Do you trust your reloading skills enough to bet your life on them in a dangerous game situation?
Why You Should Consider Handloads For Dangerous Game:
- Utmost quality control of ammunition, personally done.
- Customized loads for your rifle, your shooting style and the game you'll pursue.
- Ability to utilize the most cutting-edge powders on the market.
- Access to bullets that aren't available in factory-loaded ammo.
I have received more than one sidelong glance when I mention that I handload my own safari ammunition. In fact, along the course of seven safaris to Africa, with the exception of a .22 LR, I’ve never used a factory round for hunting in Africa. Now, that’s not to say that I wouldn’t, because there truly is some wonderful factory ammo out there, but I prefer the reliability and flexibility of my own handloads.
All this includes both plains game and dangerous game, in calibers from .300 Winchester Magnum up to and including the .470 Nitro Express. The level of dedication is the same, no matter the quarry; each and every cartridge needs to be your best work, so that it can be counted on when it matters.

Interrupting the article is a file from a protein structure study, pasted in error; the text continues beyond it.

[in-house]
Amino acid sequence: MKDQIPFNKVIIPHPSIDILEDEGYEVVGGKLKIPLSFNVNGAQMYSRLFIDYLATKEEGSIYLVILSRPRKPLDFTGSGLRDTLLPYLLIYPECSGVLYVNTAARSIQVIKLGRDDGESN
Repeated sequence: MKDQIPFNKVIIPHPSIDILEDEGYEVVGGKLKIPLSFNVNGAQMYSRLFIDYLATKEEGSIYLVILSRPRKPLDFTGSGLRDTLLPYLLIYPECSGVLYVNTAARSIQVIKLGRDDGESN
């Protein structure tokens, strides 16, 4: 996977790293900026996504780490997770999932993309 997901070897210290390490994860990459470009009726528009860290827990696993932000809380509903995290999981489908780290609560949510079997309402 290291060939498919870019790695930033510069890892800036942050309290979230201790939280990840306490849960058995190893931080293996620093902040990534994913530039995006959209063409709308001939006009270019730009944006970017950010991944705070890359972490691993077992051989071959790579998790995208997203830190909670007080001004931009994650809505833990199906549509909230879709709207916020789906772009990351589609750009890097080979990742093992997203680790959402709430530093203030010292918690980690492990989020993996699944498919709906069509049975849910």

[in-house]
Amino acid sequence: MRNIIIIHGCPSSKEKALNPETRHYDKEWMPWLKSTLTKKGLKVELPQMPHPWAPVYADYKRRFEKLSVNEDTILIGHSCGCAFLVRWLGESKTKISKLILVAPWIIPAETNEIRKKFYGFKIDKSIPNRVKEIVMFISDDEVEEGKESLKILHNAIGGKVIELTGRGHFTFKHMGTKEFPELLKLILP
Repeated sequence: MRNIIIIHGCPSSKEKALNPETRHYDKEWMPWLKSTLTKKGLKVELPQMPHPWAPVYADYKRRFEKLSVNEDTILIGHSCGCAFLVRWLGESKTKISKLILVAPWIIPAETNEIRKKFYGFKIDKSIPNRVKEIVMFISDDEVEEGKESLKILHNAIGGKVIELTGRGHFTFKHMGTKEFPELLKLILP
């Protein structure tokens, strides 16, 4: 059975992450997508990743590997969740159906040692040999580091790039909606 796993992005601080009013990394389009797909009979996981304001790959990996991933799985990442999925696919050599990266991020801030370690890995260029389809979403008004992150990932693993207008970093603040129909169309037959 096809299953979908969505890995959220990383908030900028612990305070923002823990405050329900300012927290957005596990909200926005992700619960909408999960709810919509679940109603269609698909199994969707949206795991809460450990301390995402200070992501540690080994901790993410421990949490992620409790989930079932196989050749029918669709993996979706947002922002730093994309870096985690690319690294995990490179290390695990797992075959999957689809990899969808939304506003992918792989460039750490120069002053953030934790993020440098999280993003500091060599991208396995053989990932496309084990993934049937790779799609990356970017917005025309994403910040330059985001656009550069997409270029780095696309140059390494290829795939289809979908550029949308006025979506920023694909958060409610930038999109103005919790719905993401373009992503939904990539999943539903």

If you’re a dedicated handloader — the type that has gone beyond the hobby phase — and an equally dedicated hunter, as you must be since we’re discussing a trip halfway around the world, I see no reason not to trust your handloads. Personally speaking, I have had more issues with factory ammunition than I ever have with my own handloads. Though they have been few, I’ve seen some eye-opening problems, including entire boxes of cartridges containing the wrong caliber ammo (boxes labeled .30-06 that contained .25-’06 ammunition), primers installed upside down and different projectiles within the same box.
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These visible problems can easily be caught by anyone who is headed to the Dark Continent before they leave, as all your ammunition should be checked and checked again (I prefer to run them all through my rifle to ensure they feed properly), but what does that say about the things we can’t see? Is the powder charge consistent? Is the primer the right type for the cartridge? Without trying to make you stay up at night worrying, these are realistic problems.